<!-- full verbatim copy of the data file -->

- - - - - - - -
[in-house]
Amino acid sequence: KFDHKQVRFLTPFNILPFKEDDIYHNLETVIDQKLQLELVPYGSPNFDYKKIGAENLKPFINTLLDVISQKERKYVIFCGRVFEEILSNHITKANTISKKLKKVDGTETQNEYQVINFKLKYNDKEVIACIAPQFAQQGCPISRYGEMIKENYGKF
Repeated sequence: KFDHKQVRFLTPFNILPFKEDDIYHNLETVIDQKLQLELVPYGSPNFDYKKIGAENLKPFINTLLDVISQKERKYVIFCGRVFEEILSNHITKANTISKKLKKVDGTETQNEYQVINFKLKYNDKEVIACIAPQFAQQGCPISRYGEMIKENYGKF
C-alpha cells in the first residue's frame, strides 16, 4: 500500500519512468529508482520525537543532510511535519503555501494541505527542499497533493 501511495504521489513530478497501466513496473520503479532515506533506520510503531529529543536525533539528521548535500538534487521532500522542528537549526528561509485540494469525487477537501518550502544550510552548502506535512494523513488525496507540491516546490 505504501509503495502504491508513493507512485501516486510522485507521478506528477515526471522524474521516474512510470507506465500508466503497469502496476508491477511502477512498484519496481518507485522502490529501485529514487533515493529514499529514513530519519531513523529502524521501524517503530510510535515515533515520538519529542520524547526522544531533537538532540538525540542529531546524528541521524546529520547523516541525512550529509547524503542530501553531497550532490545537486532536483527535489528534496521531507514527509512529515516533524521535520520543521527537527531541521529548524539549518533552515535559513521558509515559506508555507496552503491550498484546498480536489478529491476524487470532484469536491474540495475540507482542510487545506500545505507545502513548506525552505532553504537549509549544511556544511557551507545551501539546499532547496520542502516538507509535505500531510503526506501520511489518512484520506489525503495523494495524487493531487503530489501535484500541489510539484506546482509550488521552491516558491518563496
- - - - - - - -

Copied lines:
[in-house]
Amino acid sequence: KFDHKQVRFLTPFNILPFKEDDIYHNLETVIDQKLQLELVPYGSPNFDYKKIGAENLKPFINTLLDVISQKERKYVIFCGRVFEEILSNHITKANTISKKLKKVDGTETQNEYQVINFKLKYNDKEVIACIAPQFAQQGCPISRYGEMIKENYGKF
Repeated sequence: KFDHKQVRFLTPFNILPFKEDDIYHNLETVIDQKLQLELVPYGSPNFDYKKIGAENLKPFINTLLDVISQKERKYVIFCGRVFEEILSNHITKANTISKKLKKVDGTETQNEYQVINFKLKYNDKEVIACIAPQFAQQGCPISRYGEMIKENYGKF
C-alpha cells in the first residue's frame, strides 16, 4: 500500500519512468529508482520525537543532510511535519503555501494541505527542499497533493 501511495504521489513530478497501466513496473520503479532515506533506520510503531529529543536525533539528521548535500538534487521532500522542528537549526528561509485540494469525487477537501518550502544550510552548502506535512494523513488525496507540491516546490 505504501509503495502504491508513493507512485501516486510522485507521478506528477515526471522524474521516474512510470507506465500508466503497469502496476508491477511502477512498484519496481518507485522502490529501485529514487533515493529514499529514513530519519531513523529502524521501524517503530510510535515515533515520538519529542520524547526522544531533537538532540538525540542529531546524528541521524546529520547523516541525512550529509547524503542530501553531497550532490545537486532536483527535489528534496521531507514527509512529515516533524521535520520543521527537527531541521529548524539549518533552515535559513521558509515559506508555507496552503491550498484546498480536489478529491476524487470532484469536491474540495475540507482542510487545506500545505507545502513548506525552505532553504537549509549544511556544511557551507545551501539546499532547496520542502516538507509535505500531510503526506501520511489518512484520506489525503495523494495524487493531487503530489501535484500541489510539484506546482509550488521552491516558491518563496